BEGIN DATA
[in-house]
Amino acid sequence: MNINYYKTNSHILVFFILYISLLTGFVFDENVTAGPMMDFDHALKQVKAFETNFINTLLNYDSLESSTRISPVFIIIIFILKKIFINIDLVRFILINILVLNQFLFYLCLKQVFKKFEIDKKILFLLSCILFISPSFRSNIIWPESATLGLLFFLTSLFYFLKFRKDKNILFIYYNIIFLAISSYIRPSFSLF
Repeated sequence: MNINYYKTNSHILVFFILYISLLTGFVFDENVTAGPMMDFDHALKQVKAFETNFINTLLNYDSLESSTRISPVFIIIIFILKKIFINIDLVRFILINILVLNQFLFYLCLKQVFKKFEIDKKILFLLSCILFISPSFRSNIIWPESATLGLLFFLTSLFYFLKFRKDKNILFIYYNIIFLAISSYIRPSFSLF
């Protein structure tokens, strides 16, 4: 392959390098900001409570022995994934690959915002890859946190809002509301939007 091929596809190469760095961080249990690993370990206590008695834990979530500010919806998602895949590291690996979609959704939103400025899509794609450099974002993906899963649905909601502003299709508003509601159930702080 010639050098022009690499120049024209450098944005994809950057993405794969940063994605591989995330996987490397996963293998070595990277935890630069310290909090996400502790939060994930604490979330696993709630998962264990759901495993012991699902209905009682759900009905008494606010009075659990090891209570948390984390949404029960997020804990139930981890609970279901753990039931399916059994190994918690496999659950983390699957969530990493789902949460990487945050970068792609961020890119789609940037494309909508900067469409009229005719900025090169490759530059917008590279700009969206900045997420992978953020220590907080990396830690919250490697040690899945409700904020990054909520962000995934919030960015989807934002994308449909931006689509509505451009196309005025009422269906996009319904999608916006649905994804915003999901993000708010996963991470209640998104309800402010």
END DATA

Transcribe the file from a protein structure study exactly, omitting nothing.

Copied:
[in-house]
Amino acid sequence: MNINYYKTNSHILVFFILYISLLTGFVFDENVTAGPMMDFDHALKQVKAFETNFINTLLNYDSLESSTRISPVFIIIIFILKKIFINIDLVRFILINILVLNQFLFYLCLKQVFKKFEIDKKILFLLSCILFISPSFRSNIIWPESATLGLLFFLTSLFYFLKFRKDKNILFIYYNIIFLAISSYIRPSFSLF
Repeated sequence: MNINYYKTNSHILVFFILYISLLTGFVFDENVTAGPMMDFDHALKQVKAFETNFINTLLNYDSLESSTRISPVFIIIIFILKKIFINIDLVRFILINILVLNQFLFYLCLKQVFKKFEIDKKILFLLSCILFISPSFRSNIIWPESATLGLLFFLTSLFYFLKFRKDKNILFIYYNIIFLAISSYIRPSFSLF
């Protein structure tokens, strides 16, 4: 392959390098900001409570022995994934690959915002890859946190809002509301939007 091929596809190469760095961080249990690993370990206590008695834990979530500010919806998602895949590291690996979609959704939103400025899509794609450099974002993906899963649905909601502003299709508003509601159930702080 010639050098022009690499120049024209450098944005994809950057993405794969940063994605591989995330996987490397996963293998070595990277935890630069310290909090996400502790939060994930604490979330696993709630998962264990759901495993012991699902209905009682759900009905008494606010009075659990090891209570948390984390949404029960997020804990139930981890609970279901753990039931399916059994190994918690496999659950983390699957969530990493789902949460990487945050970068792609961020890119789609940037494309909508900067469409009229005719900025090169490759530059917008590279700009969206900045997420992978953020220590907080990396830690919250490697040690899945409700904020990054909520962000995934919030960015989807934002994308449909931006689509509505451009196309005025009422269906996009319904999608916006649905994804915003999901993000708010996963991470209640998104309800402010």